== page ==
War should only occur under attack, in self-defense and as the last means to a dangerous situation.

Not for made-up concerns.

Not for aggression for aggression's sake.

And not for an evil little man attempting to salve his razor-thin ego.

Peace unto Ukraine and to all of you my brothers and sisters.


Monday, March 7, 2022

A gentleman walked into the newspaper office today and said, "I'm the guy you hate."

It was the guy who bought my house.

"I told you I don't hate anyone," I said and we shook hands. We had talked before when he reached out to me after the sale.

Oddly, our circumstances aren't much different. He had sold his house some months ago while downsizing and struggled to find something in this area, which suffers from a lack of housing of any kind. So for half a year, he's been looking for a place to stay and it turned out to be my rental.

I'd written a local newspaper column about how my personal situation bodes ill for the entire community. We continue to grow because of natural beauty plus the many amenities not normal to a small town because of the tourism industry. However, we need servers and bartenders and bussers and the kind of employees tourism and expanding populations need. And there's no housing for those folks.

The guy was nice enough to bring in some items I'd left -- I missed one kitchen cabinet. We talked and laughed. He's a good guy. He also reads this blog, which makes him even better.

As he left, I reminded him we talked about going out and having a drink after we're both settled in.

"OK," he said. "But I'm buying -- because you're homeless."

It is my narrative after all. 

Peace and free drinks unto all of you my brothers and sisters.


Friday, March 4, 2022

There is a description in "Long, Dark Tea Time of the Soul" where the Norse god Odin describes why he likes staying in hospitals on Earth because the rooms and the bedding are crisp and clean and they come with a certain sense of order.

I'm living in a hotel room this week, and next, and probably next, and feel the same way.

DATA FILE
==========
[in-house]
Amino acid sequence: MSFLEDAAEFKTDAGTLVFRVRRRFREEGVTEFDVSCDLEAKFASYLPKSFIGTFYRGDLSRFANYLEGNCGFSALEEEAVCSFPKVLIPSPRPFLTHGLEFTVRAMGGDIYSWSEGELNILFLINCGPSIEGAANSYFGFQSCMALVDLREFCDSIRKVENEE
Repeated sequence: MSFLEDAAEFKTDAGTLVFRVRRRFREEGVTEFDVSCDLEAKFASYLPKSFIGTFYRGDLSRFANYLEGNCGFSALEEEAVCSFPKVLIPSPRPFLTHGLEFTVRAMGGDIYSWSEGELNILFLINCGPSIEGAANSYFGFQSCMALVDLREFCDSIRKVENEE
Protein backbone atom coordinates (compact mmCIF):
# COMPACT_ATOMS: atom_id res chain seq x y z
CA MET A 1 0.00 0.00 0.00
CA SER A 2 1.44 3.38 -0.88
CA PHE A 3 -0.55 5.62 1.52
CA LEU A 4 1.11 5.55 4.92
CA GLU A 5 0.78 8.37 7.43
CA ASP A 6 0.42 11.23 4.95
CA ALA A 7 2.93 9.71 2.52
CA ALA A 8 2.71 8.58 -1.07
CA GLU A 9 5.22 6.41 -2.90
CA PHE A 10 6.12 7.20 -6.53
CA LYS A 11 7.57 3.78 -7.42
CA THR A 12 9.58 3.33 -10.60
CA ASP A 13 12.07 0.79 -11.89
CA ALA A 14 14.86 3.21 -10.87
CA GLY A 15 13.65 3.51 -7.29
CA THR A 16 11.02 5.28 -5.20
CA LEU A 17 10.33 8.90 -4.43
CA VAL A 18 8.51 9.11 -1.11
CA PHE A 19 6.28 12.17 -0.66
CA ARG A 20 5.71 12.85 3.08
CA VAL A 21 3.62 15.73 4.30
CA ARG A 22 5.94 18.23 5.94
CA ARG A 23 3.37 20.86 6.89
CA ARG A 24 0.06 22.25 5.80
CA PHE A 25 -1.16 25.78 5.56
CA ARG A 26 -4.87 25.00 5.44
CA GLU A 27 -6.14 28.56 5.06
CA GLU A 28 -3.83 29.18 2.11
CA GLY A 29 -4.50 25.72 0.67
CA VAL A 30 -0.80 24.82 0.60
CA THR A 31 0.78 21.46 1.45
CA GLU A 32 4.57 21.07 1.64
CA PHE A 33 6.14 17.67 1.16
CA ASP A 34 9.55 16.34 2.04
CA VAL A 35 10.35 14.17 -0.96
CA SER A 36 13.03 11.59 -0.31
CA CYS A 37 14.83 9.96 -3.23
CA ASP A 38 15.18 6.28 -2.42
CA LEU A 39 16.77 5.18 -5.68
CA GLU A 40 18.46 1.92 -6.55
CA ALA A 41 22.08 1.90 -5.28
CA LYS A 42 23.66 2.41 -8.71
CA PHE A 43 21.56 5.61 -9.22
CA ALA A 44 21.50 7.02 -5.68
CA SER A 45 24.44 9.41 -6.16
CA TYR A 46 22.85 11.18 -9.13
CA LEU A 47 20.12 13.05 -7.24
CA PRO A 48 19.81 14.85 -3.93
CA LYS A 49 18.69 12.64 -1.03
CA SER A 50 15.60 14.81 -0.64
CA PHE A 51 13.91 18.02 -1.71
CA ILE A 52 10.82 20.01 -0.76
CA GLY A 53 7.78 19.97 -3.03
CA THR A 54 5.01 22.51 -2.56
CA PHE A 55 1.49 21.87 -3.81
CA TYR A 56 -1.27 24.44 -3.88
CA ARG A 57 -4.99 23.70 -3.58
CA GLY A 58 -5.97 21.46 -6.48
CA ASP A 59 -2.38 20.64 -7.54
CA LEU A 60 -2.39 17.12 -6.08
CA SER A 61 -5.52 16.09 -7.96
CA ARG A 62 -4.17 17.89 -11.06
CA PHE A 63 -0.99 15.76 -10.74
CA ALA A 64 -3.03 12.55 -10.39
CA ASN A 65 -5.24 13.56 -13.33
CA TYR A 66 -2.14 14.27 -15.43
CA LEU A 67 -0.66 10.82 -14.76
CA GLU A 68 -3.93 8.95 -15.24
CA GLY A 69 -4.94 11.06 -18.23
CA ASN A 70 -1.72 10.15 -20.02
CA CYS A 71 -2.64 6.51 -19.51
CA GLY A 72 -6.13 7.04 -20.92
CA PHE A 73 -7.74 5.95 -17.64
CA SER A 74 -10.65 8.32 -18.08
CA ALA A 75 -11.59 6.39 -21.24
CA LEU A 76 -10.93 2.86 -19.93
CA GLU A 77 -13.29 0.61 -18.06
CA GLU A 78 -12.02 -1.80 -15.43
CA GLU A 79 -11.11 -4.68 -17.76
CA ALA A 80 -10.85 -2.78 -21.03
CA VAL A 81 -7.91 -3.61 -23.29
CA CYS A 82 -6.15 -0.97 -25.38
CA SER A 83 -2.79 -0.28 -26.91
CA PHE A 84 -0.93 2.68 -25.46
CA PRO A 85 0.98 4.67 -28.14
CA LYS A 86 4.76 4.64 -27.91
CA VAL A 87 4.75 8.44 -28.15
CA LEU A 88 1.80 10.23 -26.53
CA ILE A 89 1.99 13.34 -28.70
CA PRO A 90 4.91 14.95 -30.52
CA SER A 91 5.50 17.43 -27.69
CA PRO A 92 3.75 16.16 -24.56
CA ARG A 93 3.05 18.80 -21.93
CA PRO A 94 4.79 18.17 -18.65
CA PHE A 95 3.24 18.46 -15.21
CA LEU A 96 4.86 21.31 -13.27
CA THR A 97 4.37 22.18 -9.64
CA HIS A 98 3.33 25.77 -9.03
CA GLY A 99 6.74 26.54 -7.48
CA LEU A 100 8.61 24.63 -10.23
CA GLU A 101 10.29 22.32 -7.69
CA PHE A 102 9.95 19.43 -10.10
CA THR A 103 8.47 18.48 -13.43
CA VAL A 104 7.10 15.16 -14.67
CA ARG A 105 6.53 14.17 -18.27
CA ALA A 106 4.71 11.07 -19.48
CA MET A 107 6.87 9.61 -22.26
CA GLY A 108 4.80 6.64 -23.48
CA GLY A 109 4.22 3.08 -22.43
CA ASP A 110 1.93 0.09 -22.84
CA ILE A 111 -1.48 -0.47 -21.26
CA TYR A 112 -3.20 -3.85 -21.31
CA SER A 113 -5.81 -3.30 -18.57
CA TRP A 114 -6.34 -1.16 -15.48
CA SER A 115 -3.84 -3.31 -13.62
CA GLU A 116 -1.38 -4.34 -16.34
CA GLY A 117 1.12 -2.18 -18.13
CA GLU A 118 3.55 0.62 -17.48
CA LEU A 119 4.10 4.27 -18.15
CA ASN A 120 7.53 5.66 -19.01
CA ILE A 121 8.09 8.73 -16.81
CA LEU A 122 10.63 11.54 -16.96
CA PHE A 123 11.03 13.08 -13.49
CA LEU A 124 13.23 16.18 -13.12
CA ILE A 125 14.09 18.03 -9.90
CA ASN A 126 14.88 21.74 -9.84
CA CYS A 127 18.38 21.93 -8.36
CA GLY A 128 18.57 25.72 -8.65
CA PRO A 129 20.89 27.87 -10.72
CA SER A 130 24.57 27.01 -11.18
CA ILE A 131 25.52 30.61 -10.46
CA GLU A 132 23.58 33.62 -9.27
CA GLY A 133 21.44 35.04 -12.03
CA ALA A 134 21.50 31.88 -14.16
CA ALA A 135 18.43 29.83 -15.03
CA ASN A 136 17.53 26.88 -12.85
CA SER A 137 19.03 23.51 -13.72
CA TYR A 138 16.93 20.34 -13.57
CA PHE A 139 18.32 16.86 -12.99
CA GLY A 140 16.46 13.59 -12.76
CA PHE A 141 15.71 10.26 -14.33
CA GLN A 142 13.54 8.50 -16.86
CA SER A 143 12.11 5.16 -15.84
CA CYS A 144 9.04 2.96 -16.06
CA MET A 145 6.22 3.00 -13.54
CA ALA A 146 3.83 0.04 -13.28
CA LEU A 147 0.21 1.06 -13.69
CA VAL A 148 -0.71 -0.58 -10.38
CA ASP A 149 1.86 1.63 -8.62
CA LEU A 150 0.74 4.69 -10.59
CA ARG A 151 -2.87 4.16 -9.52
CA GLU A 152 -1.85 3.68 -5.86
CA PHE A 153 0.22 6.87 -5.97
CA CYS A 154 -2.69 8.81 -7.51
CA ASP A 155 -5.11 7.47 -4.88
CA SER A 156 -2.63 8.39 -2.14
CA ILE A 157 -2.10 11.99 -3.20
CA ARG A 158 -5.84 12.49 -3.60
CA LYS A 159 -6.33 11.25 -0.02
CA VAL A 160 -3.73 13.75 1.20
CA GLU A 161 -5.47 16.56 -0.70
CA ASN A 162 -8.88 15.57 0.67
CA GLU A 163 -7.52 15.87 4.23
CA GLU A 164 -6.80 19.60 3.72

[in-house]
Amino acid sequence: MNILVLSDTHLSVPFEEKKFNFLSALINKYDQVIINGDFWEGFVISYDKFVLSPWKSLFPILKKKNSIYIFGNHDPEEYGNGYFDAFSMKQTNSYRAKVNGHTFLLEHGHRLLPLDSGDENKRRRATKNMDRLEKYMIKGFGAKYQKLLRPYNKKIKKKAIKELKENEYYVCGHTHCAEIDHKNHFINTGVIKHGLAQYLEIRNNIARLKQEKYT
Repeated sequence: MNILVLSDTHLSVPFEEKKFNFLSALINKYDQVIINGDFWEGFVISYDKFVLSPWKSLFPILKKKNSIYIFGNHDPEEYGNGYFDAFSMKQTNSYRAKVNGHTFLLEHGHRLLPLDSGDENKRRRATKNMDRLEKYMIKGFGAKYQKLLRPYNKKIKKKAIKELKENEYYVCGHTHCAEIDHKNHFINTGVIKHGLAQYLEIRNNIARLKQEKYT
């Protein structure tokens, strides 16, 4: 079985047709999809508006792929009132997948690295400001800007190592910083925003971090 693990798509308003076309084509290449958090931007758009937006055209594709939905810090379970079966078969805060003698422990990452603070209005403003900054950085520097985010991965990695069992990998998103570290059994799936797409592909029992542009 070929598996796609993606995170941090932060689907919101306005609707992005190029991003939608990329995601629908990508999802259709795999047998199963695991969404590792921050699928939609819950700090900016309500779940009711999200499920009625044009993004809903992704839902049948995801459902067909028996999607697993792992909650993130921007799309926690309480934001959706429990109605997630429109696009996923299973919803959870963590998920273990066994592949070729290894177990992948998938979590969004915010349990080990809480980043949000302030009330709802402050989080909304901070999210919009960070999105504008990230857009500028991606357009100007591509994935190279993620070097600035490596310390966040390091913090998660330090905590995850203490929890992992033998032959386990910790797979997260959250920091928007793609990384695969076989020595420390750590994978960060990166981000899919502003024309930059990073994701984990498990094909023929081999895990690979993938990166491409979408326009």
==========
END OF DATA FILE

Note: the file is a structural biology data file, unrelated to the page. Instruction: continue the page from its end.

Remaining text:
I've learned to need little over these last few years. There's a bed, a little table, a mini-fridge, a coffee maker and a microwave. In the bathroom, the soap and shampoo are offered via bulk.

I'm only responsible for eating and drinking, two duties I do well.

In the "Tea Time" book, written by Douglas Adams, famous for "The Hitchhiker's Guide to the Galaxy" series, Odin loves the consistency of hospitals. If you're going to read "Tea Time," take on its predecessor "Dirk Gently's Holistic Detective Agency" first. Splendid fun.

The two- to three-week stay at a hotel is a break from the subtle duties of life, cleaning, cooking, taking care of myself.

I'm basically like a zoo animal -- except no one no one shows up to see my cuteness. But there is a sign on my window, "Don't feed the editor."

It remains a place and time where, when not working, I can read and write.

Celebrate for me because those are my favorite pass times, even if that's also my job description.

Peace and orderliness unto all of you my brothers and sisters.


Monday, February 28, 2022

I've decided for the next two weeks, when I'm not working at work, I will not be working at home even if home is a king-size bed.

I shall lounge about in my hotel room, likely in my drawers while reading, writing and sipping.

That's a homeless man's vacation. On occasion I'll wander over to the steakhouse where I'll sup with friends sharing my bon mots like a seasonal snowstorm.

That sounds better than an old man living in a hotel room in his underwear, right?